Don't let the technical detail of this section disguise its importance. The NIH recognized the existence of a government license to provide OA to NIH-funded research, but deliberately decided not to use it. Instead, it relied on publisher consent, with the effect that it accommodated, if not invited, publisher resistance. By relying on government licenses instead, FRPAA makes publisher dissent irrelevant.


The 2 CFR 215.36(a) government license.

https://www.law.cornell.edu/cfr/text/2/215.36

The 45 CFR 74.36(a) government license.

https://www.law.cornell.edu/cfr/text/45/74.36

[…]


*

Here's how the bill describes its rationale: “Congress finds that the Federal Government funds basic and applied research with the expectation that new ideas and discoveries that result from the research, if shared and effectively disseminated, will advance science and improve the lives and welfare of people of the United States and around the world” (2.1). Moreover, “the Internet makes it possible for this information to be promptly available to every scientist, physician, educator, and citizen at home, in school, or in a library” (2.2).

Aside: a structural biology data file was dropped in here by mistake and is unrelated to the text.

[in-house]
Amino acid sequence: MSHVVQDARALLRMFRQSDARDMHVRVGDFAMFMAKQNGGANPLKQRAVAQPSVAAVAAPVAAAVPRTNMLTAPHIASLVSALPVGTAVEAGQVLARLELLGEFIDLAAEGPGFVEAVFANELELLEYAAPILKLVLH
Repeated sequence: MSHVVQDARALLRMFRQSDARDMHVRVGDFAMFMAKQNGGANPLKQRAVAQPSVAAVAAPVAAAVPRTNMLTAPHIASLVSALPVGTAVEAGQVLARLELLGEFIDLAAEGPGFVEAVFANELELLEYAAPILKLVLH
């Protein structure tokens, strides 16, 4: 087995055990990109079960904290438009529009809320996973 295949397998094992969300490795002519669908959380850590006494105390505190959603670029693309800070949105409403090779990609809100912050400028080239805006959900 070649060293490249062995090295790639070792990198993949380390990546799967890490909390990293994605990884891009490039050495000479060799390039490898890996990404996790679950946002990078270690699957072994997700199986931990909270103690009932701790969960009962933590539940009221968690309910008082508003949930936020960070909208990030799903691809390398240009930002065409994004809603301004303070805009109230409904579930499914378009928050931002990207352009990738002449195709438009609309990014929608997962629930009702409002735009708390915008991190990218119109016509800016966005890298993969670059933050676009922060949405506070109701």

The FRPAA is certainly the strongest OA policy proposed to date in the US. It's comparable in strength to the draft RCUK policy (June 2005), though different in several details. I'd be delighted if it passed. But for completeness, let me point out three ways in which it could be even stronger.

(1) FRPAA contains no provision to let grantees use grant money to pay processing fees charged by OA journals. This is regrettable. Funders should support OA journals as well as OA archiving. Long-term, we will need both, especially if subscription-based journals decline. The CURES bill has the same regrettable omission.

(2) FRPAA is silent on the timing of deposit, as opposed to the timing of OA release. By contrast, CURES requires deposit at the time an article is accepted by a journal. CURES has the advantage on this score, and we can hope that FRPAA will adopt its approach before much longer. If authors deposit their articles upon acceptance, then repositories can release the metadata immediately (to jumpstart awareness, discoverability, and impact), and release the full text after the author-requested embargo, or six months, whichever comes first.

(3) FRPAA is silent on the consequences of non-compliance. The CURES bill, by contrast, explicitly says that non-compliance may be a ground for the funding agency to refuse future funding. Again, CURES has the advantage here.